Listen to the Echoes

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THE HOUSE PART IV

By Sam Weller at 6:22pm ET

As I began this blog series about Ray Bradbury’s longtime residence, I suspected the worst may happen, and, indeed, it has. The Bradbury home at 10265 Cheviot Drive in Los Angeles sold last June for $1.76 million. Apparently, in today’s market, that’s a just a modest sum for a tear-down. Demolition on the Bradbury home has already started. In a matter of days, the house will be but a ghost. I thought I would celebrate the beautiful dandelion-yellow house on Cheviot Drive with a gorgeous photo taken of the built-in bookcases in the living room. This photograph was taken by Zen Sekizawa as part of the still-life photographs I envisioned when I was putting together Listen to the Echoes. I’m now more grateful than ever that we documented the house and Ray’s possessions.

A brief anecdote about the photograph here, as the giant framed portrait of Bradbury deserves some explaining. The framed photo within the photo is a picture of Ray on the set of the film Something Wicked This Way Comes. He’s holding the screeplay for the motion picture, which he authored. Ray was given this picture as a gift, but Maggie thought its size was absurd, so Ray took it out to his second home in Palm Springs. One day in 2006, I discovered the picture in his garage and brought it in. He laughed and said Maggie hated it and we should bring it back to the house in LA as a gift for her. We loaded that giant picture in the back of my rental car and delivered it to Maggie. She rolled her eyes and said, “I thought I had rid myself of that terrible thing. Thanks a lot!” She had a wonderful sense of humor. I placed the picture in the living room and it stayed there for many years thereafter.

8 Comments »

  1. The beginning of this post made my heart sink, the end of it made me laugh.

    Comment by Andy Burnside-Weaver — January 21, 2015 @ 8:37am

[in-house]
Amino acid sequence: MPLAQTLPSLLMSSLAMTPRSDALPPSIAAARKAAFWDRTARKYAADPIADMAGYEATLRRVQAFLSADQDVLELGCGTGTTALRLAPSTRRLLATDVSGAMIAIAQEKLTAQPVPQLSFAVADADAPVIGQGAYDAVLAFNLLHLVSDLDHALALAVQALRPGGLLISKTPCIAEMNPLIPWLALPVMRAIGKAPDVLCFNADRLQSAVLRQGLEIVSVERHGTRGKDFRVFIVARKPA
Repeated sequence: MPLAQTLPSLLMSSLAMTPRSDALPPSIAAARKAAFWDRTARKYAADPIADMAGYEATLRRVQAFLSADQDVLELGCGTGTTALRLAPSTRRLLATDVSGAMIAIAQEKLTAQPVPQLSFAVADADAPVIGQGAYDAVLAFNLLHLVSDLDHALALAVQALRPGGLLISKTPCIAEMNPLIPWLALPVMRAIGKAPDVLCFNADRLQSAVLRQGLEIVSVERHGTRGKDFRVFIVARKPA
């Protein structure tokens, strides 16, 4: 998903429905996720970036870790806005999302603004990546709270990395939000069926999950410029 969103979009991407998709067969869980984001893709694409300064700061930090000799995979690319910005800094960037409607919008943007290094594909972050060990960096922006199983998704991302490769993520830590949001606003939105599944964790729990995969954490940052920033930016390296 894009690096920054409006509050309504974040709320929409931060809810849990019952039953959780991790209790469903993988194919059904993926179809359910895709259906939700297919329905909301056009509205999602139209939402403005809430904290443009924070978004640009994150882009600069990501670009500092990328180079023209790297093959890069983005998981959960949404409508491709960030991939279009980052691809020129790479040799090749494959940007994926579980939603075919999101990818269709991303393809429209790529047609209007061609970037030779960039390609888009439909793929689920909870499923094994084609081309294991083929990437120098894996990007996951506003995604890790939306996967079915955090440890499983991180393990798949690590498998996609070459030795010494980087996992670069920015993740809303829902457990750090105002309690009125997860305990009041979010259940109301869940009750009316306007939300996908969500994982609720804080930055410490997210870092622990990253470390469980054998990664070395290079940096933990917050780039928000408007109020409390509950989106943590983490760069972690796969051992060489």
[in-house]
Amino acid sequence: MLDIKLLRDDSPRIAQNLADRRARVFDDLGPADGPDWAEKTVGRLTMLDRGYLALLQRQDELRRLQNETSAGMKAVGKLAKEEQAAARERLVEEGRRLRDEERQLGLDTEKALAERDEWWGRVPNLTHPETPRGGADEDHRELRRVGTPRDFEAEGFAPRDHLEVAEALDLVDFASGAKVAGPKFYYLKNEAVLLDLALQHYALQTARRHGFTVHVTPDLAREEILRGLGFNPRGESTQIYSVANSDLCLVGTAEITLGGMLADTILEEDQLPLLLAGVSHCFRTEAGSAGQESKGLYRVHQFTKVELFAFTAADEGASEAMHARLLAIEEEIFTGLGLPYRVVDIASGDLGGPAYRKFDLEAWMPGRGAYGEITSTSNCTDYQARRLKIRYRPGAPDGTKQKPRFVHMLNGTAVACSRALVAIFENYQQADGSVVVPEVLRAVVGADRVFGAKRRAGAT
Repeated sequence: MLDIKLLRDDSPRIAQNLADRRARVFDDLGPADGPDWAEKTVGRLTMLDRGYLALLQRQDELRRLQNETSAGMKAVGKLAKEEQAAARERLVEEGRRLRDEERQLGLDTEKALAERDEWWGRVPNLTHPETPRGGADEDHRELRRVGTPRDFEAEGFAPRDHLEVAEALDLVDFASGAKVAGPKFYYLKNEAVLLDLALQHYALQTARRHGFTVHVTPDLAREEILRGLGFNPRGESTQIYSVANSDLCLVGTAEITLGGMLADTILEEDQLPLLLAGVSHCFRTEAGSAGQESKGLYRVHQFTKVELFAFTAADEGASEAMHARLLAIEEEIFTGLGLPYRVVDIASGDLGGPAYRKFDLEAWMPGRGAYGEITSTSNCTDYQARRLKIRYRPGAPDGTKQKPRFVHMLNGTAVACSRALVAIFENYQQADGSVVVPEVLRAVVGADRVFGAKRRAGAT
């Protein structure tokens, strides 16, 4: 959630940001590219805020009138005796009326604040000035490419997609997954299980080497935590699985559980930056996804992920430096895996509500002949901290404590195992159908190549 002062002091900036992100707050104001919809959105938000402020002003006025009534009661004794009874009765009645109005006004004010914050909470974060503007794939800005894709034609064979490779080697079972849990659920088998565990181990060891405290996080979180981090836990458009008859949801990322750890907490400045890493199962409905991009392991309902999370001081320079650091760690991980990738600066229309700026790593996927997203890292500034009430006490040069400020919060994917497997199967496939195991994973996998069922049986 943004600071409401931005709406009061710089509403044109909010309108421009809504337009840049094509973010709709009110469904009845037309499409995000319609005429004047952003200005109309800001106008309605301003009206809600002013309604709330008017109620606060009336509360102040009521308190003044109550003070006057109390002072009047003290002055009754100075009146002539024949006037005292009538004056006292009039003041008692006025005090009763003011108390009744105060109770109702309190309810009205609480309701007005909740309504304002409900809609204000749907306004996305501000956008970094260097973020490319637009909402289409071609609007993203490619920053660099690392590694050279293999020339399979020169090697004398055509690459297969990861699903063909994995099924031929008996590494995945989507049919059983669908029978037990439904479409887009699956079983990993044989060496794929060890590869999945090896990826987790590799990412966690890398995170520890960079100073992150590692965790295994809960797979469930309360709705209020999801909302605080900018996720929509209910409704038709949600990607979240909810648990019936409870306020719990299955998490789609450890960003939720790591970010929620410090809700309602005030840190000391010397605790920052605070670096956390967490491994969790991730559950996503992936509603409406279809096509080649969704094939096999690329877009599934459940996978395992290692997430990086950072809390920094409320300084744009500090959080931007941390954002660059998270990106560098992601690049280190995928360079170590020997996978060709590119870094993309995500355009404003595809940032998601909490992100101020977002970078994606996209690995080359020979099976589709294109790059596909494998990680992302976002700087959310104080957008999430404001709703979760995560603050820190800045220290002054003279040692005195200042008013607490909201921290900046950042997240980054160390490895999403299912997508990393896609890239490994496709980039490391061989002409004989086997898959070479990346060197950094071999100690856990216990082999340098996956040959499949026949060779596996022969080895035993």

2. The destruction of Ray’s house fills me with a sadness that mere words can’t express. I can only imagine it’s even harder for you and his daughters. I’m glad you have photos and, more importantly, memories of Ray to treasure. Hugs to you!

    Comment by Cathy Akers-Jordan — January 26, 2015 @ 2:54pm
  3. What a shame. I wonder, did any of Ray’s wonderful collection of toys from his basement survive? I’ve often thought it would be great to go to his estate sale and purchase a spaceship or robot or heck even a dinosaur. Something of his to remember him by, a playful do dad :) . He was one of my all time favorite authors. I loved his child’s eye view of the grown up world.

    Comment by JO — February 25, 2015 @ 9:04pm
  4. I’m sorry to miss your talk with Southwest Manuscripters this evening but glad to have come upon this blog.

    Comment by Christine E. — June 15, 2015 @ 6:42pm
  5. Andy–

    I’m glad you got a laugh at the end of this sad story. My intent was to add a little levity to this drama. Ray wouldnt want us to be to grief stricken.

    Comment by Sam Weller — June 21, 2015 @ 5:13am
  6. Cathy–

    I have been terribly sad about the destruction of the house. Ray wanted it to remain standing, with all of his possessions left where they were. Of course, this was impossible, but the house, Ray’s memory and Los Angeles literary history deserved a better outcome.

    Comment by Sam Weller — June 21, 2015 @ 5:23am
  7. Jo–

    There was an official auction of Ray’s belongings last year. If you google “Ray Bradbury estate auction” it will come up. All of his possessions sold for just over half a million dollars, scattered like confetti to the wind. I wish they could have all been housed in a Ray Bradbury museum.

    Comment by Sam Weller — June 21, 2015 @ 5:25am
  8. Christine–

    Sorry to have missed you! It was a great night. There was talk of having me back, so let’s make that happen!

    Comment by Sam Weller — June 21, 2015 @ 5:27am

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